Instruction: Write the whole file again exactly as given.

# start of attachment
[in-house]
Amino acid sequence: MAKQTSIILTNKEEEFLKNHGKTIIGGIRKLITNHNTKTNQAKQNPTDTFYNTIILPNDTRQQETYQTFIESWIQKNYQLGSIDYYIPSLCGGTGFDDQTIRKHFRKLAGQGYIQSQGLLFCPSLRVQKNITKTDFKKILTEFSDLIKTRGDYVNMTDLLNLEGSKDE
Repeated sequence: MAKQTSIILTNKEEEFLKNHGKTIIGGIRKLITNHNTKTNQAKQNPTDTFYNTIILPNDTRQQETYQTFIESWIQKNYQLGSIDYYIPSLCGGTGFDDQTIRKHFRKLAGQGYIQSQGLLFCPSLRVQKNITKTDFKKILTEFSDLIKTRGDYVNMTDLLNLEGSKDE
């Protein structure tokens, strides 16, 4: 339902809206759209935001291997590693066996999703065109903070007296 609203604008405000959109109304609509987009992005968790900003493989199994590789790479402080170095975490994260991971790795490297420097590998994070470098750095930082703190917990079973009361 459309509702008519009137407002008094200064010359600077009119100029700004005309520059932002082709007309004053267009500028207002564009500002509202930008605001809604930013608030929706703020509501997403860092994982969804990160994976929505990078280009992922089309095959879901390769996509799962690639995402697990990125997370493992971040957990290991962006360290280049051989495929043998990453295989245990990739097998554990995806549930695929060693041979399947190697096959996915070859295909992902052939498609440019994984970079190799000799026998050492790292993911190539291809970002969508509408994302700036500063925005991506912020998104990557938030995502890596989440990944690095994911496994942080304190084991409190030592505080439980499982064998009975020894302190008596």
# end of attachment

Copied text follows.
[in-house]
Amino acid sequence: MAKQTSIILTNKEEEFLKNHGKTIIGGIRKLITNHNTKTNQAKQNPTDTFYNTIILPNDTRQQETYQTFIESWIQKNYQLGSIDYYIPSLCGGTGFDDQTIRKHFRKLAGQGYIQSQGLLFCPSLRVQKNITKTDFKKILTEFSDLIKTRGDYVNMTDLLNLEGSKDE
Repeated sequence: MAKQTSIILTNKEEEFLKNHGKTIIGGIRKLITNHNTKTNQAKQNPTDTFYNTIILPNDTRQQETYQTFIESWIQKNYQLGSIDYYIPSLCGGTGFDDQTIRKHFRKLAGQGYIQSQGLLFCPSLRVQKNITKTDFKKILTEFSDLIKTRGDYVNMTDLLNLEGSKDE
């Protein structure tokens, strides 16, 4: 339902809206759209935001291997590693066996999703065109903070007296 609203604008405000959109109304609509987009992005968790900003493989199994590789790479402080170095975490994260991971790795490297420097590998994070470098750095930082703190917990079973009361 459309509702008519009137407002008094200064010359600077009119100029700004005309520059932002082709007309004053267009500028207002564009500002509202930008605001809604930013608030929706703020509501997403860092994982969804990160994976929505990078280009992922089309095959879901390769996509799962690639995402697990990125997370493992971040957990290991962006360290280049051989495929043998990453295989245990990739097998554990995806549930695929060693041979399947190697096959996915070859295909992902052939498609440019994984970079190799000799026998050492790292993911190539291809970002969508509408994302700036500063925005991506912020998104990557938030995502890596989440990944690095994911496994942080304190084991409190030592505080439980499982064998009975020894302190008596």